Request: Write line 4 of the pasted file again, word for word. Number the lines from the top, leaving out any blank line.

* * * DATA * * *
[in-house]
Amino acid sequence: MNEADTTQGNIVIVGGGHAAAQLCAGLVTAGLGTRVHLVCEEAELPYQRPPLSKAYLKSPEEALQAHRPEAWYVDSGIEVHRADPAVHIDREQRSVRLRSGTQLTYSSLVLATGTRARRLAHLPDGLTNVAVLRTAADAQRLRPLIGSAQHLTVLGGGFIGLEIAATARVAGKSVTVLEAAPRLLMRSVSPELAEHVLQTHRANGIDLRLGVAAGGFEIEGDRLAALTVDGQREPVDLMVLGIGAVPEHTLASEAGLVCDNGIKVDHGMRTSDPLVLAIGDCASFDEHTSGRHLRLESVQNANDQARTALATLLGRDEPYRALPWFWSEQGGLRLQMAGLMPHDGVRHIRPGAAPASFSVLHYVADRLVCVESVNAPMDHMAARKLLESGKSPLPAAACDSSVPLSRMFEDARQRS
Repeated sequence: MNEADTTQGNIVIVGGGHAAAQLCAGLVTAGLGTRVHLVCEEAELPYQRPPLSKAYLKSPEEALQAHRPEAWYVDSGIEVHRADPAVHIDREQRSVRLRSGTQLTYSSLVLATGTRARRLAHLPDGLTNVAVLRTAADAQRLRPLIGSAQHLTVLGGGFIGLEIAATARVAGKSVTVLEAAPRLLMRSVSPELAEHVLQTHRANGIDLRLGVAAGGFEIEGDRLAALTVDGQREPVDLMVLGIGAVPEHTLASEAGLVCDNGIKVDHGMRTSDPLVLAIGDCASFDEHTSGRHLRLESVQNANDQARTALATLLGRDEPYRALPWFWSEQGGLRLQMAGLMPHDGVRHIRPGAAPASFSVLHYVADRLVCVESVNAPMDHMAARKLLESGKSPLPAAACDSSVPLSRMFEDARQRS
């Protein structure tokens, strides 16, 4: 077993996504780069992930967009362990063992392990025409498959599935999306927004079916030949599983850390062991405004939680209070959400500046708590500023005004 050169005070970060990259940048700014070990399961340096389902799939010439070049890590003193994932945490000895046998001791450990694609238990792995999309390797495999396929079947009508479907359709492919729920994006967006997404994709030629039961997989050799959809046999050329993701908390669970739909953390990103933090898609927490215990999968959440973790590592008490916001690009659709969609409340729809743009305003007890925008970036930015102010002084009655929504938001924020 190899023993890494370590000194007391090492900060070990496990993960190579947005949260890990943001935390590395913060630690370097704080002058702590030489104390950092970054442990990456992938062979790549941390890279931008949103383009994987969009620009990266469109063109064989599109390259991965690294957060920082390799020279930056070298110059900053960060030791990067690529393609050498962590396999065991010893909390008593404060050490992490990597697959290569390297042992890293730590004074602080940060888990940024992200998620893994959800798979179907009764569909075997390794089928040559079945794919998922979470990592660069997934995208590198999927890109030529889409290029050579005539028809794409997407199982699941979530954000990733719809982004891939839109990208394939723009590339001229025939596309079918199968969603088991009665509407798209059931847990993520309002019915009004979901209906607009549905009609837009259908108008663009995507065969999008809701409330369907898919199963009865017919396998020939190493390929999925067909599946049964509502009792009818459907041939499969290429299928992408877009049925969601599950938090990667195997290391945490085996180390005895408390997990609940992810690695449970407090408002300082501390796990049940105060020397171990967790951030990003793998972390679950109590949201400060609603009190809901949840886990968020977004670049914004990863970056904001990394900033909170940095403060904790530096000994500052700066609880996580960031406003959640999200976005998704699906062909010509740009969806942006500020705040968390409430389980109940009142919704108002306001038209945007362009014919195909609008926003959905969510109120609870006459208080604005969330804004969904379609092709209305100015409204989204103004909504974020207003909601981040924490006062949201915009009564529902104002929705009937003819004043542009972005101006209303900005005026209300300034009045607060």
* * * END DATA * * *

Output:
């Protein structure tokens, strides 16, 4: 077993996504780069992930967009362990063992392990025409498959599935999306927004079916030949599983850390062991405004939680209070959400500046708590500023005004 050169005070970060990259940048700014070990399961340096389902799939010439070049890590003193994932945490000895046998001791450990694609238990792995999309390797495999396929079947009508479907359709492919729920994006967006997404994709030629039961997989050799959809046999050329993701908390669970739909953390990103933090898609927490215990999968959440973790590592008490916001690009659709969609409340729809743009305003007890925008970036930015102010002084009655929504938001924020 190899023993890494370590000194007391090492900060070990496990993960190579947005949260890990943001935390590395913060630690370097704080002058702590030489104390950092970054442990990456992938062979790549941390890279931008949103383009994987969009620009990266469109063109064989599109390259991965690294957060920082390799020279930056070298110059900053960060030791990067690529393609050498962590396999065991010893909390008593404060050490992490990597697959290569390297042992890293730590004074602080940060888990940024992200998620893994959800798979179907009764569909075997390794089928040559079945794919998922979470990592660069997934995208590198999927890109030529889409290029050579005539028809794409997407199982699941979530954000990733719809982004891939839109990208394939723009590339001229025939596309079918199968969603088991009665509407798209059931847990993520309002019915009004979901209906607009549905009609837009259908108008663009995507065969999008809701409330369907898919199963009865017919396998020939190493390929999925067909599946049964509502009792009818459907041939499969290429299928992408877009049925969601599950938090990667195997290391945490085996180390005895408390997990609940992810690695449970407090408002300082501390796990049940105060020397171990967790951030990003793998972390679950109590949201400060609603009190809901949840886990968020977004670049914004990863970056904001990394900033909170940095403060904790530096000994500052700066609880996580960031406003959640999200976005998704699906062909010509740009969806942006500020705040968390409430389980109940009142919704108002306001038209945007362009014919195909609008926003959905969510109120609870006459208080604005969330804004969904379609092709209305100015409204989204103004909504974020207003909601981040924490006062949201915009009564529902104002929705009937003819004043542009972005101006209303900005005026209300300034009045607060």